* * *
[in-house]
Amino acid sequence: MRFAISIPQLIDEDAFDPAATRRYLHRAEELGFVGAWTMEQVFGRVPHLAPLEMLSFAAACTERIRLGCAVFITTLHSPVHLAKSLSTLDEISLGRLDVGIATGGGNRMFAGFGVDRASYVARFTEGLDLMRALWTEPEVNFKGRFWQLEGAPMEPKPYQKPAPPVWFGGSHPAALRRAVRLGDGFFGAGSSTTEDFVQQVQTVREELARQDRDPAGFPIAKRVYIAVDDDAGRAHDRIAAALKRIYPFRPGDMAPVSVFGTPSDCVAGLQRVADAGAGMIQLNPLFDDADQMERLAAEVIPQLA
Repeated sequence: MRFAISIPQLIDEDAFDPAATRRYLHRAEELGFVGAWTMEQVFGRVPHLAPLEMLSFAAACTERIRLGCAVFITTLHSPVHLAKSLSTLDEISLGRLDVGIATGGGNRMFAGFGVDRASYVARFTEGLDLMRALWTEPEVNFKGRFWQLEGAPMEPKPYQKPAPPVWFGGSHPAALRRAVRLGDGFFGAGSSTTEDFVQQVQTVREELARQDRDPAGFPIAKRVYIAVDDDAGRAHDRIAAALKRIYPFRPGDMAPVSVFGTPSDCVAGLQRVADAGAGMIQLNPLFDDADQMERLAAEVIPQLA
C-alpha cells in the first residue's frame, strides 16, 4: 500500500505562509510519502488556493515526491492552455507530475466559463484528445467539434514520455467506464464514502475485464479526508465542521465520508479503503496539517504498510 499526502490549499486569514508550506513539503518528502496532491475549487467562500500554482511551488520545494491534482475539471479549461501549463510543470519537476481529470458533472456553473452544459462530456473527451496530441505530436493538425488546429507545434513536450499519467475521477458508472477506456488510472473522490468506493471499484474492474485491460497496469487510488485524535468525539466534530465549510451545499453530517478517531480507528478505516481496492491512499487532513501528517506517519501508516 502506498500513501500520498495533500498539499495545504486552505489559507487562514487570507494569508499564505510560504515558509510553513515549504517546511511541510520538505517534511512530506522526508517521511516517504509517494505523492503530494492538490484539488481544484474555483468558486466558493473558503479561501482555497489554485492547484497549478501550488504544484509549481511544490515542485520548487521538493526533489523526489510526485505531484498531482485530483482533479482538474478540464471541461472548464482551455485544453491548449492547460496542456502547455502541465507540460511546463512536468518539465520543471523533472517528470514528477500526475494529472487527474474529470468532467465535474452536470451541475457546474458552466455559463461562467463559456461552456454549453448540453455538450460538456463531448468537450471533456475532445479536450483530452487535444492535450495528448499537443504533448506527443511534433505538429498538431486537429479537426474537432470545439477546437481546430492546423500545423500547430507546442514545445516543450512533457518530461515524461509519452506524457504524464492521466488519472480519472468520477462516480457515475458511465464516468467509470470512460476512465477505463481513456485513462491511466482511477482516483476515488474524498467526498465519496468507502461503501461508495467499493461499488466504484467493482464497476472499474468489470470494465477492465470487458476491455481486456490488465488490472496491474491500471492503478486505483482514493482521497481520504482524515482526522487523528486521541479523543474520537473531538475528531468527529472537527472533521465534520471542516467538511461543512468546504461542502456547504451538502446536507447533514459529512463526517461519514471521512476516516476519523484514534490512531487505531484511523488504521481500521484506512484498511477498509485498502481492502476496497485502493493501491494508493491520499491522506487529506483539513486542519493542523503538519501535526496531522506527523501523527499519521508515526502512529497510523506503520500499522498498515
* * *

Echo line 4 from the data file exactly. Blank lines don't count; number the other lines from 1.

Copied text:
C-alpha cells in the first residue's frame, strides 16, 4: 500500500505562509510519502488556493515526491492552455507530475466559463484528445467539434514520455467506464464514502475485464479526508465542521465520508479503503496539517504498510 499526502490549499486569514508550506513539503518528502496532491475549487467562500500554482511551488520545494491534482475539471479549461501549463510543470519537476481529470458533472456553473452544459462530456473527451496530441505530436493538425488546429507545434513536450499519467475521477458508472477506456488510472473522490468506493471499484474492474485491460497496469487510488485524535468525539466534530465549510451545499453530517478517531480507528478505516481496492491512499487532513501528517506517519501508516 502506498500513501500520498495533500498539499495545504486552505489559507487562514487570507494569508499564505510560504515558509510553513515549504517546511511541510520538505517534511512530506522526508517521511516517504509517494505523492503530494492538490484539488481544484474555483468558486466558493473558503479561501482555497489554485492547484497549478501550488504544484509549481511544490515542485520548487521538493526533489523526489510526485505531484498531482485530483482533479482538474478540464471541461472548464482551455485544453491548449492547460496542456502547455502541465507540460511546463512536468518539465520543471523533472517528470514528477500526475494529472487527474474529470468532467465535474452536470451541475457546474458552466455559463461562467463559456461552456454549453448540453455538450460538456463531448468537450471533456475532445479536450483530452487535444492535450495528448499537443504533448506527443511534433505538429498538431486537429479537426474537432470545439477546437481546430492546423500545423500547430507546442514545445516543450512533457518530461515524461509519452506524457504524464492521466488519472480519472468520477462516480457515475458511465464516468467509470470512460476512465477505463481513456485513462491511466482511477482516483476515488474524498467526498465519496468507502461503501461508495467499493461499488466504484467493482464497476472499474468489470470494465477492465470487458476491455481486456490488465488490472496491474491500471492503478486505483482514493482521497481520504482524515482526522487523528486521541479523543474520537473531538475528531468527529472537527472533521465534520471542516467538511461543512468546504461542502456547504451538502446536507447533514459529512463526517461519514471521512476516516476519523484514534490512531487505531484511523488504521481500521484506512484498511477498509485498502481492502476496497485502493493501491494508493491520499491522506487529506483539513486542519493542523503538519501535526496531522506527523501523527499519521508515526502512529497510523506503520500499522498498515